If you want to cut off the incoming requests that take more than specified time from the server side, unfortunately no way to configure this in WebSphere. There is a property at the plug-in level that might be sufficient. Please see the ‘ServerIOTimeout’ property in the document at link:  http://www-01.ibm.com/support/docview.wss?uid=swg21318463

This would make it so that the plug-in cuts off the connection after 5 seconds. Please keep in mind that this request would still continue in WAS and eventually result in an IOException when it tries to write the response. This will not cause any problems, but it won’t reduce any performance impact if you’re expecting that when reducing the timeout.

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When you logon to the TEPS, if you get “invalid username or password” message on client and  decrypt error on TEMS log although you provide correct user and password, you should add following parameter.

Edit the kfwenf file, for Windows,install_dir\CNPS (where install_dir is C:\IBM\ITM by default) using a text editor.

  1. On Linux/UNIX, you must edit the <ITM Home>/<OS Specific Folder>/cq/bin/<OS name>env file. (For example, on AIX for System /opt/tivoli/omegamon/ITM/aix536/cq/bin/lnxenv ). The following steps are the same.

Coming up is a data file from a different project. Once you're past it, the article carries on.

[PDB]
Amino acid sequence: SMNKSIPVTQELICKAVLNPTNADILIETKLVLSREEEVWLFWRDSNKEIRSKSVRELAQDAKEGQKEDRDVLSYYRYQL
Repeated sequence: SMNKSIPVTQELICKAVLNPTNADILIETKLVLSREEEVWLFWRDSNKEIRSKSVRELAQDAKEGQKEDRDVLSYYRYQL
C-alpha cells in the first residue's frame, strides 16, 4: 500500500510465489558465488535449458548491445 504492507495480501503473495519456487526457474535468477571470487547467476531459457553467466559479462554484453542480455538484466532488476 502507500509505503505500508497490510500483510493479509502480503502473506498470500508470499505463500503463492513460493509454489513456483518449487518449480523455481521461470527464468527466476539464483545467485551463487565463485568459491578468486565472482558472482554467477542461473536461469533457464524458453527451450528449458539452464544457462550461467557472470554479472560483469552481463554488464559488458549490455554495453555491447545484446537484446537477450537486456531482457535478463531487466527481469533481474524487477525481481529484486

2. On a line by itself, enter the following text:
  3. Save the file and exit.
  4. Stop the Tivoli Enterprise Portal Server, if it is running, and start it again.


TEMS log:

014.157 11:33:02.23 (0000-CD8955E3:kglcry.c,3499,ÜCRY_DecryptÜ) Function failed

014.157 11:33:02.23 KDSPA003   Logon validation did not complete – system error

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Yılda bir kez kutlanan sistem yöneticilerinin günü bu yıl 12.si gerçekleştirilmek üzere 29 Temmuzda olacaktır. Ayrıntılı bilgiler linklerde…

Today is the 12th Annual System Administrator Appreciation Day, make sure to give a big thanks to awesome sys admins who keep your servers running. For more information:


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The Secure Socket Layer protocol was created by Netscape to ensure secure transactions between web servers and browsers. The protocol uses a third party, a Certificate Authority (CA), to identify one end or both end of the transactions. This is in short how it works.

  1. A browser requests a secure page (usually https://).
  2. The web server sends its public key with its certificate.
  3. The browser checks that the certificate was issued by a trusted party (usually a trusted root CA), that the certificate is still valid and that the certificate is related to the site contacted.
  4. The browser then uses the public key, to encrypt a random symmetric encryption key and sends it to the server with the encrypted URL required as well as other encrypted http data.
  5. The web server decrypts the symmetric encryption key using its private key and uses the symmetric key to decrypt the URL and http data.
  6. The web server sends back the requested html document and http data encrypted with the symmetric key.
  7. The browser decrypts the http data and html document using the symmetric key and displays the information.

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